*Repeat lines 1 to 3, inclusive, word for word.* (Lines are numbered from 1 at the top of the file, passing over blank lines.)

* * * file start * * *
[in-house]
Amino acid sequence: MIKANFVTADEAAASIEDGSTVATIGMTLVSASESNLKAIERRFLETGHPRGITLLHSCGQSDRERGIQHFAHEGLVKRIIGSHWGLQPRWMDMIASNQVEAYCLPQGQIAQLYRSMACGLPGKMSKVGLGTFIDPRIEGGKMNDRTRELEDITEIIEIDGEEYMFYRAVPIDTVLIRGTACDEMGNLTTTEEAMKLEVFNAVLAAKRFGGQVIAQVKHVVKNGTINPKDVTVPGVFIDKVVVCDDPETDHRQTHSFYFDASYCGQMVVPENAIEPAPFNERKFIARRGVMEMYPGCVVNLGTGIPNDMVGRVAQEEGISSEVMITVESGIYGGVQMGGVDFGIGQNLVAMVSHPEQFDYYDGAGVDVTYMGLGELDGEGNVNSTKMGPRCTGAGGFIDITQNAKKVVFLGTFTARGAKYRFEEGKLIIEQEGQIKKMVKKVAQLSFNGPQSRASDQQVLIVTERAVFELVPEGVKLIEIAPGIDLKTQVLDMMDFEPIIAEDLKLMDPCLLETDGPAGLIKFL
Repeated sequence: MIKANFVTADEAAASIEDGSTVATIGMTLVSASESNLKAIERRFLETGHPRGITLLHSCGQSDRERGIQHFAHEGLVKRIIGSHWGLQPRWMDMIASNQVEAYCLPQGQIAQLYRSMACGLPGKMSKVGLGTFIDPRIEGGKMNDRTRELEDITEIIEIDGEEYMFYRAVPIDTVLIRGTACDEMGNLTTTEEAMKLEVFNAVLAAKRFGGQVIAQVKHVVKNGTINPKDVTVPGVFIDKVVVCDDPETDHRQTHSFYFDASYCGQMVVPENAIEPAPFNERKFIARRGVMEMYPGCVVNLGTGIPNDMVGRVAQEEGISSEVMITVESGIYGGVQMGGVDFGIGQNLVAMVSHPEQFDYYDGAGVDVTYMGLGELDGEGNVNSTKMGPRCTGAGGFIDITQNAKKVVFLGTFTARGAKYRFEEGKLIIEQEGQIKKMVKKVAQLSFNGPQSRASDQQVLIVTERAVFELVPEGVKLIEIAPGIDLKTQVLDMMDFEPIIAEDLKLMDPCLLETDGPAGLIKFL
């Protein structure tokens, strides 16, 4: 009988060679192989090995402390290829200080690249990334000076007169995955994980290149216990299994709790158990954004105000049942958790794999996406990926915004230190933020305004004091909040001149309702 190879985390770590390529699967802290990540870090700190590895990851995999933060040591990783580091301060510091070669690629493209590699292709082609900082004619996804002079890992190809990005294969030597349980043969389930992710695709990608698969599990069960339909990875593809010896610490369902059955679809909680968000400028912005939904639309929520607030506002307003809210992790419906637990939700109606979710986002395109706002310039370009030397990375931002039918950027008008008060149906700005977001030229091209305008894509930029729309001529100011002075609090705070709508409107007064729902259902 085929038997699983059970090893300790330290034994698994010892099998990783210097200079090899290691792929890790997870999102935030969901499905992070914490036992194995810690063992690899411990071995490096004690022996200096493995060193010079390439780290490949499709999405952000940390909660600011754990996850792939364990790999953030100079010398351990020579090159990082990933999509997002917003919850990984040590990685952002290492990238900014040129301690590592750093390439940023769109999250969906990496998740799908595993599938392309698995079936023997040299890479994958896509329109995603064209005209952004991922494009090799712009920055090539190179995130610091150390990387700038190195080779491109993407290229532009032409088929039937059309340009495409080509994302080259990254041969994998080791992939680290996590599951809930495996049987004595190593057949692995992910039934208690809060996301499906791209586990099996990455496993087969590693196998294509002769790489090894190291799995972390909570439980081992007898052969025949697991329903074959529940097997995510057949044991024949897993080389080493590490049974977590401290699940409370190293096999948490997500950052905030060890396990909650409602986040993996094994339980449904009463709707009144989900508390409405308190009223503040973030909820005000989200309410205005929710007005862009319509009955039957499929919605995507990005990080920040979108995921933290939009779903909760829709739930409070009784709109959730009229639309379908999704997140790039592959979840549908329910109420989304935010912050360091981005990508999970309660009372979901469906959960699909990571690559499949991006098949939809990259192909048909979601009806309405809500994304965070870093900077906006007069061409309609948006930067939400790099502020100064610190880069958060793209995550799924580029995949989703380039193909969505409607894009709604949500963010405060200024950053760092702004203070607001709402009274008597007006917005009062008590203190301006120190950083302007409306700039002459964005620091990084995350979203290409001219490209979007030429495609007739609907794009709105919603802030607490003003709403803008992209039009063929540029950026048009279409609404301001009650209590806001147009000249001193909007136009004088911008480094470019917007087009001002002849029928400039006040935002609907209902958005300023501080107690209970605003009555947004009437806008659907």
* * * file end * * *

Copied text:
[in-house]
Amino acid sequence: MIKANFVTADEAAASIEDGSTVATIGMTLVSASESNLKAIERRFLETGHPRGITLLHSCGQSDRERGIQHFAHEGLVKRIIGSHWGLQPRWMDMIASNQVEAYCLPQGQIAQLYRSMACGLPGKMSKVGLGTFIDPRIEGGKMNDRTRELEDITEIIEIDGEEYMFYRAVPIDTVLIRGTACDEMGNLTTTEEAMKLEVFNAVLAAKRFGGQVIAQVKHVVKNGTINPKDVTVPGVFIDKVVVCDDPETDHRQTHSFYFDASYCGQMVVPENAIEPAPFNERKFIARRGVMEMYPGCVVNLGTGIPNDMVGRVAQEEGISSEVMITVESGIYGGVQMGGVDFGIGQNLVAMVSHPEQFDYYDGAGVDVTYMGLGELDGEGNVNSTKMGPRCTGAGGFIDITQNAKKVVFLGTFTARGAKYRFEEGKLIIEQEGQIKKMVKKVAQLSFNGPQSRASDQQVLIVTERAVFELVPEGVKLIEIAPGIDLKTQVLDMMDFEPIIAEDLKLMDPCLLETDGPAGLIKFL
Repeated sequence: MIKANFVTADEAAASIEDGSTVATIGMTLVSASESNLKAIERRFLETGHPRGITLLHSCGQSDRERGIQHFAHEGLVKRIIGSHWGLQPRWMDMIASNQVEAYCLPQGQIAQLYRSMACGLPGKMSKVGLGTFIDPRIEGGKMNDRTRELEDITEIIEIDGEEYMFYRAVPIDTVLIRGTACDEMGNLTTTEEAMKLEVFNAVLAAKRFGGQVIAQVKHVVKNGTINPKDVTVPGVFIDKVVVCDDPETDHRQTHSFYFDASYCGQMVVPENAIEPAPFNERKFIARRGVMEMYPGCVVNLGTGIPNDMVGRVAQEEGISSEVMITVESGIYGGVQMGGVDFGIGQNLVAMVSHPEQFDYYDGAGVDVTYMGLGELDGEGNVNSTKMGPRCTGAGGFIDITQNAKKVVFLGTFTARGAKYRFEEGKLIIEQEGQIKKMVKKVAQLSFNGPQSRASDQQVLIVTERAVFELVPEGVKLIEIAPGIDLKTQVLDMMDFEPIIAEDLKLMDPCLLETDGPAGLIKFL